Wine: A break with tradition
Maybe it's because I'm a wine writer that I'm fussy, but some of the ghastly vessels that pass as wine glasses often fail to do justice to the liquid in the bottle. Supping from the thick-rimmed Paris goblet for instance may be all right if you're a French village postie on breakfast plonk, but why put up with second best? A glass made of glass crystal with a tulip-shaped top to contain the aroma and an elegant stem to avoid warming the wine is what's needed to enhance a wine's qualities. And for everyday wines, similar, relatively inexpensive glasses are excellent alternatives and widely available.
For better than everyday wines, three of the best ranges of stemware come from Spiegelau, Schott-Zwiesel and Riedel. Georg Riedel, the Austrian glass manufacturer, is well-known in wine circles for encouraging wine consumers to drink out of a decent wine glass, albeit preferably his own. He designs glasses for different styles and grapes, from the obvious bordeaux and burgundy to chianti classico (a personal favourite), port, sauvignon, pinotage and even a special black glass to confuse blind tasters.
On one evangelical occasion in London, Georg Riedel clanged two of his giant balloon glasses together like cymbals. His father apparently used this theatrical gesture regularly to advertise his stemware's durability. Now Riedel and Zwiesel have locked horns over whose glasses are less breakable, but I still wouldn't recommend trying the Riedel trick at home. In fact, disillusioned by glasses that break constantly, I (and Georg Riedel) recommend using the dishwasher to significantly prolong the shelf life of your glasses. Now, two companies have come up with new technology which, if the claims are true, should put an end to breakage problems and allow us to get even more from our wines.
Mikasa's Open Up glass (from £20 for four glasses, www.mikasa-uk.com), made from a new material called Kwarx, claims that it "retains its original sparkle after more than 2,000 industrial washes" and offers "excellent resistance to mechanical shocks". ARC international, the manufacturer, is "jealously guarding" the formula, which is supposed to maintain lustre and transparency as well as rendering it unbreakable. I tried knocking the stout and sturdy Kwarx over on the table and then on to a stone floor, and it stubbornly refused to break. Only when I hurled it at the floor from a great height did it finally cave in. Conclusion: its redoubtable toughness makes it fantastic for picnics and it's a catering company's dream. They're so good that I worry about how many repeat orders they're going to get, though.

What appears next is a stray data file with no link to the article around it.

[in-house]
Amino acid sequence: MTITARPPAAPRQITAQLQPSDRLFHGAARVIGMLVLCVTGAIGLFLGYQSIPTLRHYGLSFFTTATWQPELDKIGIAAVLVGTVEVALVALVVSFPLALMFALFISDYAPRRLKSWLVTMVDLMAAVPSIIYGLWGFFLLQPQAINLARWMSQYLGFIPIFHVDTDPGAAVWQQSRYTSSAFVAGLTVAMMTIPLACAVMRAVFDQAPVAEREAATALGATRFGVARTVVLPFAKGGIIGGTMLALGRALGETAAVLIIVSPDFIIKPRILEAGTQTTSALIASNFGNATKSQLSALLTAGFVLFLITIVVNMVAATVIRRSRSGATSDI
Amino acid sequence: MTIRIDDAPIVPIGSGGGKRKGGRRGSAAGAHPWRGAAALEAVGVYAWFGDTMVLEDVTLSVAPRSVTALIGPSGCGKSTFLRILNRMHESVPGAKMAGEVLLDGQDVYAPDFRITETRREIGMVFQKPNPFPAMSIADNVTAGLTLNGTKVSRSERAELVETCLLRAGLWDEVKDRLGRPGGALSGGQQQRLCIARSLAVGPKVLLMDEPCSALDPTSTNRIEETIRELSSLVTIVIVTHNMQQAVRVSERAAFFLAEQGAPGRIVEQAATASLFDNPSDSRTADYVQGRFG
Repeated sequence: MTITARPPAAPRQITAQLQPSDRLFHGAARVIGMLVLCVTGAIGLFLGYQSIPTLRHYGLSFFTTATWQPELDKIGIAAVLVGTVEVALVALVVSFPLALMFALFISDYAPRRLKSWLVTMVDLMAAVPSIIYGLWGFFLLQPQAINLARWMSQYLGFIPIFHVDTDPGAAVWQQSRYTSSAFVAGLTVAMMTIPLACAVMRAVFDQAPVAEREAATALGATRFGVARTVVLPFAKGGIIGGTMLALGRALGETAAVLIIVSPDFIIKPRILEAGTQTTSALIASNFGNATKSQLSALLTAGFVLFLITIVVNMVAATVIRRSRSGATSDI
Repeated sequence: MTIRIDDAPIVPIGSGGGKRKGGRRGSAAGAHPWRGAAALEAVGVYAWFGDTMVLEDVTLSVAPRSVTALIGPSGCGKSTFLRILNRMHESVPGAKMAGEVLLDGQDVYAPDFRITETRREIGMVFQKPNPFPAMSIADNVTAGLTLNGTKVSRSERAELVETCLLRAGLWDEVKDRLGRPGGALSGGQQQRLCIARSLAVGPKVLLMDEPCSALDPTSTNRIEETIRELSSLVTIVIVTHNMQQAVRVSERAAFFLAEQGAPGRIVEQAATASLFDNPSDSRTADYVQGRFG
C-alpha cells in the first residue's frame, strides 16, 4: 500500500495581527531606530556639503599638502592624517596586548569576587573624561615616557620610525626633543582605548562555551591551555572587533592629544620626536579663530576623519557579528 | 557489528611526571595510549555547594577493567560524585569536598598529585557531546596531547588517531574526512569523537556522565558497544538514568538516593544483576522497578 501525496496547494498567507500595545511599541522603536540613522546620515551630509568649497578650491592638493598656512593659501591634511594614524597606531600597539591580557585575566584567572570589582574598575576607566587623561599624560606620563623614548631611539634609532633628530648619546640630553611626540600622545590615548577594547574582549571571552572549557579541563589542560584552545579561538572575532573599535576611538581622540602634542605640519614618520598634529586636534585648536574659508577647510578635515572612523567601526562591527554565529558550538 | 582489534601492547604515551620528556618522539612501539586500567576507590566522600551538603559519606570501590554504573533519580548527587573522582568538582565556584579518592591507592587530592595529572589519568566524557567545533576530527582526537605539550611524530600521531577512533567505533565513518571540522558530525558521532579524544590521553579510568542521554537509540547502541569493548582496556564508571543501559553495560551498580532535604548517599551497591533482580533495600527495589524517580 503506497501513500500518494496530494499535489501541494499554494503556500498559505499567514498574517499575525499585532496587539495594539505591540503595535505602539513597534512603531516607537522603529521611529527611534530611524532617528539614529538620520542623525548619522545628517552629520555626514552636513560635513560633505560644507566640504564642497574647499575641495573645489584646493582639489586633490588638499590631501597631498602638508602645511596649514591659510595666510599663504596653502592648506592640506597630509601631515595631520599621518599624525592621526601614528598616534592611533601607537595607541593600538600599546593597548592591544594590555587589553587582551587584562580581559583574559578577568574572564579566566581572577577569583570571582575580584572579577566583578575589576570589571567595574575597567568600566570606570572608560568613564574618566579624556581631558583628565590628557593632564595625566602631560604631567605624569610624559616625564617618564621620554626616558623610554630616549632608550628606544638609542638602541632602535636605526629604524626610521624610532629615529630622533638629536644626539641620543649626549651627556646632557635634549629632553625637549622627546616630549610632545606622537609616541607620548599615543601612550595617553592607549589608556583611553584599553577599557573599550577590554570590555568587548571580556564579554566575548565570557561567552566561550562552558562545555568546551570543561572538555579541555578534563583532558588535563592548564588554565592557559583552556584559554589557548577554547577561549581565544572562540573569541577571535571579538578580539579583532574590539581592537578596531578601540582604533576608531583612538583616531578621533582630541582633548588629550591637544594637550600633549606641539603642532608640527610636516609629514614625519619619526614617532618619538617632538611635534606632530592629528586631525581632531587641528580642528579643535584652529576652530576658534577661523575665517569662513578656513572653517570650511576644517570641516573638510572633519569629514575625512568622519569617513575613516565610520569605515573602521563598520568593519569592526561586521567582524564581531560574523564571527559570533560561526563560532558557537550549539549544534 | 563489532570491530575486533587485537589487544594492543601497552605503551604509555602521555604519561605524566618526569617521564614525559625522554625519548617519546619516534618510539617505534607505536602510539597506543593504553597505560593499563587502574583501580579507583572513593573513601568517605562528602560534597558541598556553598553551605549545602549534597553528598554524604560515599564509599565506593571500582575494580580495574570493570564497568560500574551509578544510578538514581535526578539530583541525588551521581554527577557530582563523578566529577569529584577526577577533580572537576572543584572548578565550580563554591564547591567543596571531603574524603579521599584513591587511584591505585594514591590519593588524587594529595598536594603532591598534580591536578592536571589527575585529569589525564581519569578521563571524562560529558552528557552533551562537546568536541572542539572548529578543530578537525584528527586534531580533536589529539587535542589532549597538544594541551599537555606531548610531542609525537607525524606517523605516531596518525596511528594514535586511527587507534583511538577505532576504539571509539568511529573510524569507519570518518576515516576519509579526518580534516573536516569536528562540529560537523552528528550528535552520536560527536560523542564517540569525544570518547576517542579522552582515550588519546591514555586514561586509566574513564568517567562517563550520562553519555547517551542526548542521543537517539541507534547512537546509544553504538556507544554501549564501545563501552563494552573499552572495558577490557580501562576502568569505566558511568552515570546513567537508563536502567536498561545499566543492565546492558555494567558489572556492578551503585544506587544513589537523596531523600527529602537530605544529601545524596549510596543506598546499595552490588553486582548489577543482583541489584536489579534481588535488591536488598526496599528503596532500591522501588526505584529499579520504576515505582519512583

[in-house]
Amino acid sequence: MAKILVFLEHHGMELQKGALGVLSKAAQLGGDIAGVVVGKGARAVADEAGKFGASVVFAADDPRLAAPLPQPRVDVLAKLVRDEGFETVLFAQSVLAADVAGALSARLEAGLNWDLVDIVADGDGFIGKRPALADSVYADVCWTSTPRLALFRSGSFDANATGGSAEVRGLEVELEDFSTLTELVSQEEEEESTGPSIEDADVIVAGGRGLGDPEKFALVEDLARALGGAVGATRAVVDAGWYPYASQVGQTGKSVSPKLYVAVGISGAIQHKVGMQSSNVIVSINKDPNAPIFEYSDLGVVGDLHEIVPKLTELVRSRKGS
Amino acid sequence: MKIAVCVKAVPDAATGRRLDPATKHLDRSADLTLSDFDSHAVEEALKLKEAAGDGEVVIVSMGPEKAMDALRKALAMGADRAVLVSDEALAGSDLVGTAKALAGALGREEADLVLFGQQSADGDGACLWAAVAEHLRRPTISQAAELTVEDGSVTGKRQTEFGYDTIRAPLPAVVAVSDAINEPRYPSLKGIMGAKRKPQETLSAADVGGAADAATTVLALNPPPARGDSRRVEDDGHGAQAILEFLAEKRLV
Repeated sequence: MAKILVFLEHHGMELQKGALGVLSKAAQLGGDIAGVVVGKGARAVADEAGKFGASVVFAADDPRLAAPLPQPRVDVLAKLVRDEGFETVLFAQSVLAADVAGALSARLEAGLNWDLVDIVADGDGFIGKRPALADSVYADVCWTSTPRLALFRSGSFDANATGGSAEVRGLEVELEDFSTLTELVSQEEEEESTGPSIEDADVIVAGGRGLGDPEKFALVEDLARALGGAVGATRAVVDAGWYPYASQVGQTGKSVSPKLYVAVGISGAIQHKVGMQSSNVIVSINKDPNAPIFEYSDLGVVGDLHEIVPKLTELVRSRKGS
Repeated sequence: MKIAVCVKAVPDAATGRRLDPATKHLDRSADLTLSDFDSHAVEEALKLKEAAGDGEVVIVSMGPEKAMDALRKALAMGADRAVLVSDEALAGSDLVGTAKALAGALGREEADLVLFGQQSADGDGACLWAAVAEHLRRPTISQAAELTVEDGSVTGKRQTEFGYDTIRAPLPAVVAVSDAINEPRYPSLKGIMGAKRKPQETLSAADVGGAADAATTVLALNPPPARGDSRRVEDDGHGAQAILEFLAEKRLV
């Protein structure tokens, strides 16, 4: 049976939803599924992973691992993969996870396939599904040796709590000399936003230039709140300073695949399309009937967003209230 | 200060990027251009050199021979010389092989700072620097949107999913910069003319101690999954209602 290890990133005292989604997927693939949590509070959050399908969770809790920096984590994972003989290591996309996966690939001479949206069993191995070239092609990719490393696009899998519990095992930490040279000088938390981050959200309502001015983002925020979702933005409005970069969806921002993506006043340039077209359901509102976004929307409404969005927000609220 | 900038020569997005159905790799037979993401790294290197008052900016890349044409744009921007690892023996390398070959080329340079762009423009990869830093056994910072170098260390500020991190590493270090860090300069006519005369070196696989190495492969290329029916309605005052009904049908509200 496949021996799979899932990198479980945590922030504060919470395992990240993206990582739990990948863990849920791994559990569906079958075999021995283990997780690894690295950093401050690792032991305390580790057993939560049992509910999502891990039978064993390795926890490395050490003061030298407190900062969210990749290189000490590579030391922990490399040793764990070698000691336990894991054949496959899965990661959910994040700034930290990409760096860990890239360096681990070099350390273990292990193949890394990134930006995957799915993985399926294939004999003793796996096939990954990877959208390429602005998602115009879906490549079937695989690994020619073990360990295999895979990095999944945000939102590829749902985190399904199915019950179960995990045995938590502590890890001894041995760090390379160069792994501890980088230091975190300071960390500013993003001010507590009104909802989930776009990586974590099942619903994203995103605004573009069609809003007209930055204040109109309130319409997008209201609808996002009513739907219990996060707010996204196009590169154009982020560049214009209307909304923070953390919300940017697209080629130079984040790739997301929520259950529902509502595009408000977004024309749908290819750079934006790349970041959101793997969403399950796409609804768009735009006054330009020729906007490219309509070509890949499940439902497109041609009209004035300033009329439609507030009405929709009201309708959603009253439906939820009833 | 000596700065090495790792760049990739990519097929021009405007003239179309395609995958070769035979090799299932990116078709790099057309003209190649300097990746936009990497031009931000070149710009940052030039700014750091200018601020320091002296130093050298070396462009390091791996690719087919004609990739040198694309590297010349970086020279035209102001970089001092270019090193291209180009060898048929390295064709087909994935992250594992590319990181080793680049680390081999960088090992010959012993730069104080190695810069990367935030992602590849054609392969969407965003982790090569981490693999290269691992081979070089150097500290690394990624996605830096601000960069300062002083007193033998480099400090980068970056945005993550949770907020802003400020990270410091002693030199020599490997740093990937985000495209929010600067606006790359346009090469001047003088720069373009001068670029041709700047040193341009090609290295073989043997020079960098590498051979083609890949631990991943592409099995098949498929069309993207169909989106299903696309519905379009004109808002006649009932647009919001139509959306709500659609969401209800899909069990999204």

Costing around £11.95 each, the Breathable glass (www.eisch.de) claims very different, but equally revolutionary, properties. Eisch, the manufacturers, says that if you let the wine "breathe" for four minutes in the glass, it intensifies the wine's bouquet and flavour to the same extent that a decanted wine would take over a period of two hours. It comes with impressive endorsements, notably from Rhodes Twenty Four manager Ludovic Bargibant. Of course, the act of pouring into a glass automatically aerates a wine, and since the manufacturers are coy about the "special raw mixture material" the glass is made from, its claims are hard to prove. Still, it's a stunningly handsome glass, and the evidence from my amateurish experiment suggests that that's reason enough to buy one. The experiment was all too brief though, so I may just have to try again, and again...
Something for the weekend?
Under a Fiver: 2005 Tesco Finest Gavi
Tesco's Autumn Wine Festival includes this aromatic dry white from Piemonte; fresh pear fruitiness with the crisp, acid-drop acidity of the cortese grape. £4.49, to 10 October
Under a Tenner: 2003 Salentein, Valle de Uco, Argentina
A pure cabernet sauvignon from high-altitude vineyards in Mendoza displays sweetness on the nose with opulent cabernet cassis character. £7.19, down from £8.99, until tomorrow, Waitrose
Splash Out: 1999 Château Haut-Bergeron, Sauternes
This thick, intensely flavoured Bordeaux classic is enticingly aromatic; marzipan flavours and barley-sugar richness. Ideal with desserts or a great match for blue cheeses. £25.20, Nicolas shops
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